You will need to buy a special hose for potable water to connect to your friends water system and it will add to her water bill. It will also freeze if the temperatures fall below freezing so it will need to be insulated to prevent that. Portland isn't so cold that it will need to be heated, most winters. But you still have to do something with the waste water from washing dishes, taking showers and such. That needs to go into the sewer, so even if you find a way to make composting work, you still have most of the waste water to deal with. The way to do that is by providing some means to connect the dump valves to the city sewer, which means that you just was well use the toilet that comes with the RV.

4-poop.jpg

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Hi Kirk, the composting toilet I'm getting is the Airhead, which separates the liquids from the solids, and will be using either peat or core, I think it's called, for the solids. It's churned after every use and so decomposes into a dirt that can be sprinkled on a flower garden or just thrown in the trash as at that point it's not toxic or considered sewage. For the liquids, you can empty it with the grey water in a garden, though only if you use all natural, earth-friendly products, if not you have to dump it in a toilet.

 

I'll be living at an RV park, so I'll contact them about water hookup, but typically if it's full hookup, does that mean I'll be connected to their water? I know I'll have to pay for my usage. I did read that I should get a pressure regulator so I don't burst my hoses, and insulation so they don't freeze...thinking the heater is a good idea since it can get below freezing at night in the winter.

 

Thanks!!!

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A Full Hook up usually means it will have water, sewer and electric hook ups.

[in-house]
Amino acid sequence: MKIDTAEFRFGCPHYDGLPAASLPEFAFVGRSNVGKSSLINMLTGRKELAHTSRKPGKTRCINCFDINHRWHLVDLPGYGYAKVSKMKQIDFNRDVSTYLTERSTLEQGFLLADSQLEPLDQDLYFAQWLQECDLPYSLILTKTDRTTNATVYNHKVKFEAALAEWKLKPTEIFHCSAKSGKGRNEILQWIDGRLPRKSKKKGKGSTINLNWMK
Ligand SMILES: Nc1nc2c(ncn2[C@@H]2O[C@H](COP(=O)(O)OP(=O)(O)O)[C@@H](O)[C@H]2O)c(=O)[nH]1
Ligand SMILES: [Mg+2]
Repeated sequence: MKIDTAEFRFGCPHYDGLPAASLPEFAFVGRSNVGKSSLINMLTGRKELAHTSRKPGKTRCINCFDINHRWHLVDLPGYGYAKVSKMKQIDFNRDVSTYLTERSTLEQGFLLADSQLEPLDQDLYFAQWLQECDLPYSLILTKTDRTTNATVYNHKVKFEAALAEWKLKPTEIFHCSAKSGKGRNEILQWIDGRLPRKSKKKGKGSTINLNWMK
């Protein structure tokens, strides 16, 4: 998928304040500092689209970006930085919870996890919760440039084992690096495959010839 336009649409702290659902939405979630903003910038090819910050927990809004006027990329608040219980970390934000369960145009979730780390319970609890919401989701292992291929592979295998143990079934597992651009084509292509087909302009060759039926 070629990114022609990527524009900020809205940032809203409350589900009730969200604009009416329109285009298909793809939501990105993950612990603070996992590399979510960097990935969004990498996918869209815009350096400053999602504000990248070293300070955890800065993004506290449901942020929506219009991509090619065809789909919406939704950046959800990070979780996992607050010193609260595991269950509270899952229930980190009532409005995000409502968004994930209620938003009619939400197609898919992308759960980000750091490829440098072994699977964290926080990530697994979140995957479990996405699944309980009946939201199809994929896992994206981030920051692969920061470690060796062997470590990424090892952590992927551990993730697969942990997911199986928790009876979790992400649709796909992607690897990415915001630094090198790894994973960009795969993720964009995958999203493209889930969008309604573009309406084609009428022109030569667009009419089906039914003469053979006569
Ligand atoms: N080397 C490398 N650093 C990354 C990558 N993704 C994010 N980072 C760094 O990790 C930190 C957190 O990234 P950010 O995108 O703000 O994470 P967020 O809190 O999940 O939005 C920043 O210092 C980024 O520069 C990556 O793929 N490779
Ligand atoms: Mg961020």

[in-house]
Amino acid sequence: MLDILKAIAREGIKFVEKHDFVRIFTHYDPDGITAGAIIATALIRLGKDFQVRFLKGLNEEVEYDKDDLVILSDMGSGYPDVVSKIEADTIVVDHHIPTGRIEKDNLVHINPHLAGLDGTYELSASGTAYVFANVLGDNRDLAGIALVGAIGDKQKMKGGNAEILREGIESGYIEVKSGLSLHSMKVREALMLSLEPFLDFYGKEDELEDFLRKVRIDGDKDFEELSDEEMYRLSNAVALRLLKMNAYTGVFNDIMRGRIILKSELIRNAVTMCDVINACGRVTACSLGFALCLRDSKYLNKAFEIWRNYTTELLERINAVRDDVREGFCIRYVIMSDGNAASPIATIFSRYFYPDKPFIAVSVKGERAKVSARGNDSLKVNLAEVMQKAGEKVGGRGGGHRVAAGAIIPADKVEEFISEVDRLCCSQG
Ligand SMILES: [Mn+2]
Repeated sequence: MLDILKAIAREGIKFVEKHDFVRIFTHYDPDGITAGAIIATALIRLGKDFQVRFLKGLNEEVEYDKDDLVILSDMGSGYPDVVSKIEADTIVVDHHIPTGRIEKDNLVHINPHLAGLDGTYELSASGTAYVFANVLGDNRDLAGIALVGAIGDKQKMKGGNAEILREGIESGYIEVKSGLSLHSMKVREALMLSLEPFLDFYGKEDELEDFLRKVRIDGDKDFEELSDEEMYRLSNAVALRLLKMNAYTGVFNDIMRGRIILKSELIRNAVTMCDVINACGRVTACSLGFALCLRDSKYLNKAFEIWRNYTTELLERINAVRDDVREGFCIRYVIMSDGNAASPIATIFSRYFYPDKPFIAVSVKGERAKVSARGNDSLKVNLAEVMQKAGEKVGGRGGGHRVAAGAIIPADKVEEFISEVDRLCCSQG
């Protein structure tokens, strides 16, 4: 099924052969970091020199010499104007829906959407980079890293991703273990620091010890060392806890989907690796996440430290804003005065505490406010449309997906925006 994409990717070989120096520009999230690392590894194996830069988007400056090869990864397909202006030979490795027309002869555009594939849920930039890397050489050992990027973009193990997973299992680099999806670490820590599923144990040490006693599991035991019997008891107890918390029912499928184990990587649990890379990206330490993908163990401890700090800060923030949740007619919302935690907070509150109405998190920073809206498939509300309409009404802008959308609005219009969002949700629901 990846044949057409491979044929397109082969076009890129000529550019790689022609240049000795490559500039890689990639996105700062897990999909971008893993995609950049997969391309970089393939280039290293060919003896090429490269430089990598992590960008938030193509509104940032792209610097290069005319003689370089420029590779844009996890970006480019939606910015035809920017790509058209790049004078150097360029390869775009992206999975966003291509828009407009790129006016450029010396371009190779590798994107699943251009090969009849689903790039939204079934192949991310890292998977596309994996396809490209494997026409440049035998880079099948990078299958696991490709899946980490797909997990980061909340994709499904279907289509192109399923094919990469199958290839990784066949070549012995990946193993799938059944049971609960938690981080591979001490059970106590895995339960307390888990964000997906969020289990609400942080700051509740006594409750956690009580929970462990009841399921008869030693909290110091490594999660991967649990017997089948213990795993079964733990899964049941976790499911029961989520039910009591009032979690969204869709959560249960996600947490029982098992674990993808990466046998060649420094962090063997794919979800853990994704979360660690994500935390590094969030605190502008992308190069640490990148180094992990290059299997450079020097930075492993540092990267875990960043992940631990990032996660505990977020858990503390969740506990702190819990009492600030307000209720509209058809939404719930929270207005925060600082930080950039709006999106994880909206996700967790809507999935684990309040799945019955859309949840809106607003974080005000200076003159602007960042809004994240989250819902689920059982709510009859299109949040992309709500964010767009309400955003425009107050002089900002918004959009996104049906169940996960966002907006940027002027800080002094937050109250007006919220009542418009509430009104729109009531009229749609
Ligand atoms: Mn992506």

All included usually with over night or a week stay in the campground cost.

 

Long stays like a month or more that have Full Hook up, depends on the campground if electric is included or electric is metered and you pay that separate.

I have never seen one when water is a extra cost. Sometimes sewer hook up is extra cost on overnight. But not many that way anymore.

 

For a long winter stay. Getting/renting a 100# LP tank may be best.

Also a heated water hose may be best.

 

Water pressure regulator

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For the liquids, you can empty it with the grey water in a garden, though only if you use all natural, earth-friendly products, if not you have to dump it in a toilet.

 

Thanks!!!

Hi Gypsy

 

Disposing of "Grey Water" anywhere other than a sewer is prohibited or against the law in any place we have stayed in years.

 

I do not recommend that as a solution or plan.

 

Dave O

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I'll be living at an RV park, so I'll contact them about water hookup, but typically if it's full hookup, does that mean I'll be connected to their water? I know I'll have to pay for my usage. I did read that I should get a pressure regulator so I don't burst my hoses, and insulation so they don't freeze...thinking the heater is a good idea since it can get below freezing at night in the winter.

Dave is correct that you won't be allowed to dump your gray water under the laws. And you can't just dump human waste, even when composted under the health laws either. Why have a composting toilet if you live in an RV park that has full hookups? You are paying for water and sewer connections so why would you not want to use them?

 

Believe me that those who are trying to help you do know where of they speak. The laws require that you use the sewer system and to put in a composting toilet will ad about $1000 in cost, plus the installation of it.

 

Do you not understand that people here are trying to help you and that they do know about RV living?

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I'm sorry, yes I do understand that everyone is trying to help me, and now that I understand that the sewer hookup is part of full hookup, I won't bother with the composting toilet. It was the thought of emptying the black tank somehow that was making me think that I needed another way. I've been making notes of all the excellent advice I've been given because I am so new to this world. So I appreciate everyone taking the time to answer and give me really thoughtful, jam packed with information answers.